As to accommodations, Beneteau teamed up with France’s Sarrazin Design to create livable spaces for swimming, socializing, lounging, picnicking, serious cooking, washing, and sleeping, all within the bounds of a compact cottage afloat. The bright, airy saloon serves as action central for piloting, cooking, and lounging. The helm is compact and comfortable, with room for a 16-inch Garmin electronic display that supplies chart, depth, and (optional) radar information, along with a Mercury SmartCraft display for engine functions. A Garmin VHF radio connects with the chartplotter. Sightlines at all speeds are excellent. Also present are charging ports and a pair of cupholders. The helm chair is comfortable and adjustable. Just aft of it is a starboard galley with a two-ring gas stove, counter with sink, cupboards, and a refrigerator. To port is an L-shaped lounge with a table that can be lowered to form an extra bunk. The back cushion at the forward end of the lounge can pivot to form a companion seat while underway. An optional television can hang in the starboard aft corner of the saloon for viewing from the lounge.
A note about Beneteau’s cabinetwork: All of the wood is artfully “manufactured” by a remarkable Italian company, ALPI, which “breaks down and reassembles wood,” essentially peeling veneers off logs from sustainably managed forests in West Africa, then assembling carefully laminated panels that form all of the boat’s attractive woodwork, from galley cupboards to companionway steps and bunks. Fit and finish are uncannily tight.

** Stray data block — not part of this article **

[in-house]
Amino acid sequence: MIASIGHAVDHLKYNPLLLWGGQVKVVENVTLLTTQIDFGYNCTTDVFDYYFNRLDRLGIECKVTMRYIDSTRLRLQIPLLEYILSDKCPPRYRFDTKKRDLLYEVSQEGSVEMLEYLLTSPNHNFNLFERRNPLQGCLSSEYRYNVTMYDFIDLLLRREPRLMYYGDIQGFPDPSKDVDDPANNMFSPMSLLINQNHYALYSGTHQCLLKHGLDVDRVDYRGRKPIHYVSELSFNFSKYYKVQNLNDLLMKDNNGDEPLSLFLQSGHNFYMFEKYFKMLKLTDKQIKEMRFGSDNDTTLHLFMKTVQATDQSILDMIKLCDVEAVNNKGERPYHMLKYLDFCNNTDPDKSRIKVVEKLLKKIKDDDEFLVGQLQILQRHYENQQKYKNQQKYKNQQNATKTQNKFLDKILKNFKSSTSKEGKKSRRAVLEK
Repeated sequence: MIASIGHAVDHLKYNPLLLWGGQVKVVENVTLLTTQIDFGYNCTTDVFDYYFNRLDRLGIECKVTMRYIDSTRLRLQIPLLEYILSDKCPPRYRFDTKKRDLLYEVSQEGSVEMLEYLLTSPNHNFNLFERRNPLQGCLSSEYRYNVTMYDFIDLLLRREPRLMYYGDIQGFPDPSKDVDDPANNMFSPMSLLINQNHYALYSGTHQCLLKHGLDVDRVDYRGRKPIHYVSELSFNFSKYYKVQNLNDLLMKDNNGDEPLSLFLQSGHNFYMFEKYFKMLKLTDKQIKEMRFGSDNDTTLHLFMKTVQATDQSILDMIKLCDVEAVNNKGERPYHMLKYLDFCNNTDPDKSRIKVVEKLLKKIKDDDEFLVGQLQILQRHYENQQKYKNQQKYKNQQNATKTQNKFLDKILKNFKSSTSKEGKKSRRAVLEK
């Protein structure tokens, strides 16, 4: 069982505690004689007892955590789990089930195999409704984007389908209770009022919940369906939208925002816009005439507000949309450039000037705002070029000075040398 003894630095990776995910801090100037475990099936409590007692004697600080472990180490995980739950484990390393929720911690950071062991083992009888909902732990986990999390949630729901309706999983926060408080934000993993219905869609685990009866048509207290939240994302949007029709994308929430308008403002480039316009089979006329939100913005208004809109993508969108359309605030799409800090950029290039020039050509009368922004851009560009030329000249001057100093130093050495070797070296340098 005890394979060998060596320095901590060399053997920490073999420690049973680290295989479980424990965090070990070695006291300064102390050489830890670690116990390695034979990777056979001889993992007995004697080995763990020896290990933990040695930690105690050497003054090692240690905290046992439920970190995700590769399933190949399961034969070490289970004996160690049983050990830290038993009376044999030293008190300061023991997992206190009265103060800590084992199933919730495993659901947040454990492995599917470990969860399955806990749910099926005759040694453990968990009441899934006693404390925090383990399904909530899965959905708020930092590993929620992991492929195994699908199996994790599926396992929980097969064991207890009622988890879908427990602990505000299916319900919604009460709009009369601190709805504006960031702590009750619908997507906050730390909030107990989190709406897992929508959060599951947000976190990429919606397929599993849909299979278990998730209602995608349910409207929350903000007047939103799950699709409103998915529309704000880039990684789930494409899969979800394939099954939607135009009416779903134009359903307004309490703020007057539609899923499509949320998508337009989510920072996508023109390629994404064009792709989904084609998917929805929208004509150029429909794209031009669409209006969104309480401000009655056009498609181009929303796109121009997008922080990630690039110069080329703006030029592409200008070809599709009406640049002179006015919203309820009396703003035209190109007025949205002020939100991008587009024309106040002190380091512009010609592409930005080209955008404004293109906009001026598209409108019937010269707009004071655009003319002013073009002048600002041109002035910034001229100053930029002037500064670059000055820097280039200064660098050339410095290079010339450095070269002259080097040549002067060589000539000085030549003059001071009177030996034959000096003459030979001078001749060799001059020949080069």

The other large social center is the cockpit, with its own L-shaped lounge, whose transom component can fold back to form a sunpad when at anchor, even with both engines tilted up for swimming off the starboard stern platform and its ladder. Opening the four-panel saloon door connects the two spaces at the same level. Meanwhile, a panel in the starboard topside folds down securely to offer a terrace that expands the cockpit space. A lockable hatch in the sole provides access to a large, neatly organized lazarette for access to batteries, wiring, plumbing, and an optional, remarkably compact Panda 6.4 kilo-volt-ampere diesel generator. (The one on our test boat was running to power the air conditioner on that hot August day, but it was inaudible to us onboard.) By the way, Beneteau offers a solar panel for the deckhouse over the cockpit to complement the generator’s output.
The Antares 11’s side decks are asymmetrical—6 to 8 inches wide to port, 14 to 16 inches wide to starboard—with railings placed strategically all along the passage to the foredeck. There is a third social center: a sunpad for two (or maybe two and a child), with backs that tilt up for reading. A great option is a folding canopy to furnish shade there on a hot day. At the bow, a double anchor locker affords access to chain, rode, and windlass. Another option is a bow ladder, appropriate because outboard power allows a skipper to put the Antares’s bow onshore for beachcombing.
Washing and sleeping? Oh, yes, the Antares 11 has a roomy forward cabin with island berth, storage beneath, and hanging locker. The head includes an electric marine toilet and an enclosed shower stall to port. Opposite to starboard is space for more storage plus a freezer or a second refrigerator. Beneath the helm (where the boat’s engines would be if it were an inboard) is a full-beam guest cabin with both a double bed and a single bunk. The entrance has standing headroom for dressing, but this cabin is for sleeping or maybe reading. Even so, it gets plenty of one-way light from glass panels in the topsides.
Base price for the Antares 11 with twin 250-hp Mercury Verados is $238,100. The base for our test boat, with 300-hp Verados and joystick control is $280,000. For more information, visit beneteau.com/us/antares-outboard/antares-11.